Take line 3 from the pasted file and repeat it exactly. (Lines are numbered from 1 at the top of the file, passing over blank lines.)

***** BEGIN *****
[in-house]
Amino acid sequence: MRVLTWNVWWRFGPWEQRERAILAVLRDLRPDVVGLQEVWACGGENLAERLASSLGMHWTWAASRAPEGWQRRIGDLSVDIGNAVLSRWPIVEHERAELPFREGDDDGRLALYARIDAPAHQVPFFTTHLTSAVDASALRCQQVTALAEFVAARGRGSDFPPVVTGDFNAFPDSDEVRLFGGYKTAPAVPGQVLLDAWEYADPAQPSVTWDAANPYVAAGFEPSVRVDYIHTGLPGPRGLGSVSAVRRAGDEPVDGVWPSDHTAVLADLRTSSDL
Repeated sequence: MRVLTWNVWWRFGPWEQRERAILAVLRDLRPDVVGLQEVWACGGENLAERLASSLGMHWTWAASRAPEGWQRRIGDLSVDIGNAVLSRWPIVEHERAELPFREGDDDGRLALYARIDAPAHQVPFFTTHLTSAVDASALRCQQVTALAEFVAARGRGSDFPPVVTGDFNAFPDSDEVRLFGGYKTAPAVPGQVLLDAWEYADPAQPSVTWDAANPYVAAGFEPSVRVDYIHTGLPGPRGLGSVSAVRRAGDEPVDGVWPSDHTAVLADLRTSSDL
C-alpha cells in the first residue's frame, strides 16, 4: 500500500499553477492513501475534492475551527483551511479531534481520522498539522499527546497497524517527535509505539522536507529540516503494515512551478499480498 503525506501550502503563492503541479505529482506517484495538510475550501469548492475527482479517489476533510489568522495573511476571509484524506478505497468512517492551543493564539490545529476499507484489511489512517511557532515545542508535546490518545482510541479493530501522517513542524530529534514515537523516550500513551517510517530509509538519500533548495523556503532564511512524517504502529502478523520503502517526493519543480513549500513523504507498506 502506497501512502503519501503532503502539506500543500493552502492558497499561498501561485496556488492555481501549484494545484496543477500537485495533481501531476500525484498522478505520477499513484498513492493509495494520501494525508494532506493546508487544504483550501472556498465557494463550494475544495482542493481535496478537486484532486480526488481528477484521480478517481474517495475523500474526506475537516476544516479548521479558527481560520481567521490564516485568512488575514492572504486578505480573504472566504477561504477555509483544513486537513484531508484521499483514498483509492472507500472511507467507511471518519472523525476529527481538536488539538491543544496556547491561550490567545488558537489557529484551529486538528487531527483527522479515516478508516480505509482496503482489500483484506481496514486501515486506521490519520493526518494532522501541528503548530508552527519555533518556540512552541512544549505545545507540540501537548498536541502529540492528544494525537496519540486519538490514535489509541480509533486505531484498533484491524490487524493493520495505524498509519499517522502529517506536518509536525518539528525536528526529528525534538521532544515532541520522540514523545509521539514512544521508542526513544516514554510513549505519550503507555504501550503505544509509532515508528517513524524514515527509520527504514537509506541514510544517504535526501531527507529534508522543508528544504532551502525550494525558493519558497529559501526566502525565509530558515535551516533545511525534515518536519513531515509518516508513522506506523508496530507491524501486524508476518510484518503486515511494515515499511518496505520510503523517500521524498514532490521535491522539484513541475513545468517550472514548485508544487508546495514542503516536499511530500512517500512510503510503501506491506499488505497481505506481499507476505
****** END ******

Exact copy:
Repeated sequence: MRVLTWNVWWRFGPWEQRERAILAVLRDLRPDVVGLQEVWACGGENLAERLASSLGMHWTWAASRAPEGWQRRIGDLSVDIGNAVLSRWPIVEHERAELPFREGDDDGRLALYARIDAPAHQVPFFTTHLTSAVDASALRCQQVTALAEFVAARGRGSDFPPVVTGDFNAFPDSDEVRLFGGYKTAPAVPGQVLLDAWEYADPAQPSVTWDAANPYVAAGFEPSVRVDYIHTGLPGPRGLGSVSAVRRAGDEPVDGVWPSDHTAVLADLRTSSDL